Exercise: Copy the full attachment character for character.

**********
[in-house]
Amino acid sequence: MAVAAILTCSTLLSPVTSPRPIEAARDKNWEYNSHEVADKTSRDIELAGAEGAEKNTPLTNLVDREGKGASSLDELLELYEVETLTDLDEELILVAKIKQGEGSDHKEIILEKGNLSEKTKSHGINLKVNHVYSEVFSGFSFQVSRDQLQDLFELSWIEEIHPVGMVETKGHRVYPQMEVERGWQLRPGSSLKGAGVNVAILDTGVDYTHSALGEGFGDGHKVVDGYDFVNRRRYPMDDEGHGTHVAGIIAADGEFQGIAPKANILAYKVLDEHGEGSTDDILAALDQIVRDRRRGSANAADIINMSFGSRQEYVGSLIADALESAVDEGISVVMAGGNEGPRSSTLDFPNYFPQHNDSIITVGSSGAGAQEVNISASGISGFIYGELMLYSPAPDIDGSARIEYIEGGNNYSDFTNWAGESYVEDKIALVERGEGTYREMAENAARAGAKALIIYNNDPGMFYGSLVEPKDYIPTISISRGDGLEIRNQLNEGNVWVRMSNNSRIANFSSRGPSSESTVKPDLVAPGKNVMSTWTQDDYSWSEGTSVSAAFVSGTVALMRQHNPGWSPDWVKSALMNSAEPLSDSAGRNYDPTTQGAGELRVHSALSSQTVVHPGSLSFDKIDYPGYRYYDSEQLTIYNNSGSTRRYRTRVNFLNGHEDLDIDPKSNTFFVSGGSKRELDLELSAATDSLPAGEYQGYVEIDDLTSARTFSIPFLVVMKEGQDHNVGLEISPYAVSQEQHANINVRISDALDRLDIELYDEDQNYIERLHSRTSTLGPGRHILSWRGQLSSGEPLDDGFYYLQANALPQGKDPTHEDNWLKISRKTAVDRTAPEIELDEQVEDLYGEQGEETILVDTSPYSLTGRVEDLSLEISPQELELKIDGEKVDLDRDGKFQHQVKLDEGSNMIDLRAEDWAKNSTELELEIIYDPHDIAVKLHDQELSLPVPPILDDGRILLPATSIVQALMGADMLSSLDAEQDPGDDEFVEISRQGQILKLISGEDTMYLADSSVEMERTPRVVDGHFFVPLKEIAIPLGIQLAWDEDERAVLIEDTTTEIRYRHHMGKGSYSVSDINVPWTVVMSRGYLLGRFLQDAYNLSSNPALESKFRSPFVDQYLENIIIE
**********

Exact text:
[in-house]
Amino acid sequence: MAVAAILTCSTLLSPVTSPRPIEAARDKNWEYNSHEVADKTSRDIELAGAEGAEKNTPLTNLVDREGKGASSLDELLELYEVETLTDLDEELILVAKIKQGEGSDHKEIILEKGNLSEKTKSHGINLKVNHVYSEVFSGFSFQVSRDQLQDLFELSWIEEIHPVGMVETKGHRVYPQMEVERGWQLRPGSSLKGAGVNVAILDTGVDYTHSALGEGFGDGHKVVDGYDFVNRRRYPMDDEGHGTHVAGIIAADGEFQGIAPKANILAYKVLDEHGEGSTDDILAALDQIVRDRRRGSANAADIINMSFGSRQEYVGSLIADALESAVDEGISVVMAGGNEGPRSSTLDFPNYFPQHNDSIITVGSSGAGAQEVNISASGISGFIYGELMLYSPAPDIDGSARIEYIEGGNNYSDFTNWAGESYVEDKIALVERGEGTYREMAENAARAGAKALIIYNNDPGMFYGSLVEPKDYIPTISISRGDGLEIRNQLNEGNVWVRMSNNSRIANFSSRGPSSESTVKPDLVAPGKNVMSTWTQDDYSWSEGTSVSAAFVSGTVALMRQHNPGWSPDWVKSALMNSAEPLSDSAGRNYDPTTQGAGELRVHSALSSQTVVHPGSLSFDKIDYPGYRYYDSEQLTIYNNSGSTRRYRTRVNFLNGHEDLDIDPKSNTFFVSGGSKRELDLELSAATDSLPAGEYQGYVEIDDLTSARTFSIPFLVVMKEGQDHNVGLEISPYAVSQEQHANINVRISDALDRLDIELYDEDQNYIERLHSRTSTLGPGRHILSWRGQLSSGEPLDDGFYYLQANALPQGKDPTHEDNWLKISRKTAVDRTAPEIELDEQVEDLYGEQGEETILVDTSPYSLTGRVEDLSLEISPQELELKIDGEKVDLDRDGKFQHQVKLDEGSNMIDLRAEDWAKNSTELELEIIYDPHDIAVKLHDQELSLPVPPILDDGRILLPATSIVQALMGADMLSSLDAEQDPGDDEFVEISRQGQILKLISGEDTMYLADSSVEMERTPRVVDGHFFVPLKEIAIPLGIQLAWDEDERAVLIEDTTTEIRYRHHMGKGSYSVSDINVPWTVVMSRGYLLGRFLQDAYNLSSNPALESKFRSPFVDQYLENIIIE